Time is also an issue, says Ernie Bancroft, eastern regional sales manager for Klöckner-Medipak/Dividella/Rondo Packaging Systems Division of the Körber Group. “Delaying the introduction of a drug to market costs money, so you want machinery that can be validated in a short period of time” he says.


Speed is important, says Bancroft, “but you need to be efficient,” he says. “Expensive drugs cannot have a lot of scrap, so you must have systems in place that operate at high yields. Flexible machines are not always known for their speed,” he says, “but they could be more efficient than faster machines. Machines designed for rapid changeover may not be as fast, but they could outperform more dedicated machinery because they require less setup and conversion time. They could fulfill diverse inventory needs, which may be the efficiency your operation needs.”

Schuh points out that PMMI’s study revealed that throughput is high on purchasers’ lists, and high throughput requires efficiency. There’s a “continued emphasis on improving productivity and efficiency through the purchase of high-tech packaging machinery,” writes PMMI. 


Compatibility could simply mean that the new machine fits into your line. “There are lots of details you can ask your machine supplier to adjust, like height and footprint. The design and configuration should line up with your existing units,” Ditchfield says.

Compatibility could also mean that a machine communicates well with other machines. “The new machine could have the same control system that your existing ones have, or the control systems could be built to talk to one another,” says Ditchfield. 

Walter Berghahn, director of sales and marketing for Uhlmann, adds that there should be common interfaces between machines so that “start and stop signals can be synchronized.”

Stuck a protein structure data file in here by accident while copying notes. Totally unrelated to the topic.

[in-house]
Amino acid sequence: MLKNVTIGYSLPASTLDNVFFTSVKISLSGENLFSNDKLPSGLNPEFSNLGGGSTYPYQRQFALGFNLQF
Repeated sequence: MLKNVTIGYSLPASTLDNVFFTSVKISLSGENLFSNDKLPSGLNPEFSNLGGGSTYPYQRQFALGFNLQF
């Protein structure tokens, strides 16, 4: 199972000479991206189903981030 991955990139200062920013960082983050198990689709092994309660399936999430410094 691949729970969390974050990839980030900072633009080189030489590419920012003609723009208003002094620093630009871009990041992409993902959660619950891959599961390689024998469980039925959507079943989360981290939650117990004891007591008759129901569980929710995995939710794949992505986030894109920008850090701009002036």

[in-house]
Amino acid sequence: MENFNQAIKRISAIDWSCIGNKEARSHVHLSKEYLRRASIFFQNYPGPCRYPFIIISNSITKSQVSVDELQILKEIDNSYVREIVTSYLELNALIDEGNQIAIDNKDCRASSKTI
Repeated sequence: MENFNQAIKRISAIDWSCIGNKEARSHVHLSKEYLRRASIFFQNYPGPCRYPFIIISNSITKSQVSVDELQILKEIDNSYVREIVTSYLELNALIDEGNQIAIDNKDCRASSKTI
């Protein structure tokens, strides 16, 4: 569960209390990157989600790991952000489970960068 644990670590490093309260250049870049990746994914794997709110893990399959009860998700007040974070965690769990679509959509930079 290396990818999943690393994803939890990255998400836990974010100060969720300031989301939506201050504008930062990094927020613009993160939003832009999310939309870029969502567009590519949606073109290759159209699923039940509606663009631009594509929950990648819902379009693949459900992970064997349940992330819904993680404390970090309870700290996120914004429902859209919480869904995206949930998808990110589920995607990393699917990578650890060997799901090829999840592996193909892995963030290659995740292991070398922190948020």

Bancroft suggests that the use of open architecture and controls also makes machines more compatible with one another, easing integration. Klöckner Medipak offers what Bancroft calls a Generation 3 blister machine, the CP-600. The servo-driven machine uses a controller that facilitates motion control and PLC logic, he says. It also employs a PC-based interface called KIVI (Klöckner Internet Visualization) with extensive help functionality for troubleshooting and an open TCP/IP interface to the customer’s network. 

John Kowal, global marketing manager for ELAU Inc. (Chicago), adds that with open architecture, “you don’t need to relearn or reengineer an entire system when there is a common look and feel, connectivity, and interoperability. Standardization also applies to pretested, reusable software libraries that can streamline validation. Specifying open architecture is a lesson that pharmaceutical firms are borrowing from the consumer packaged-goods industry to improve operational efficiencies by introducing consistency and commonality across the global enterprise.”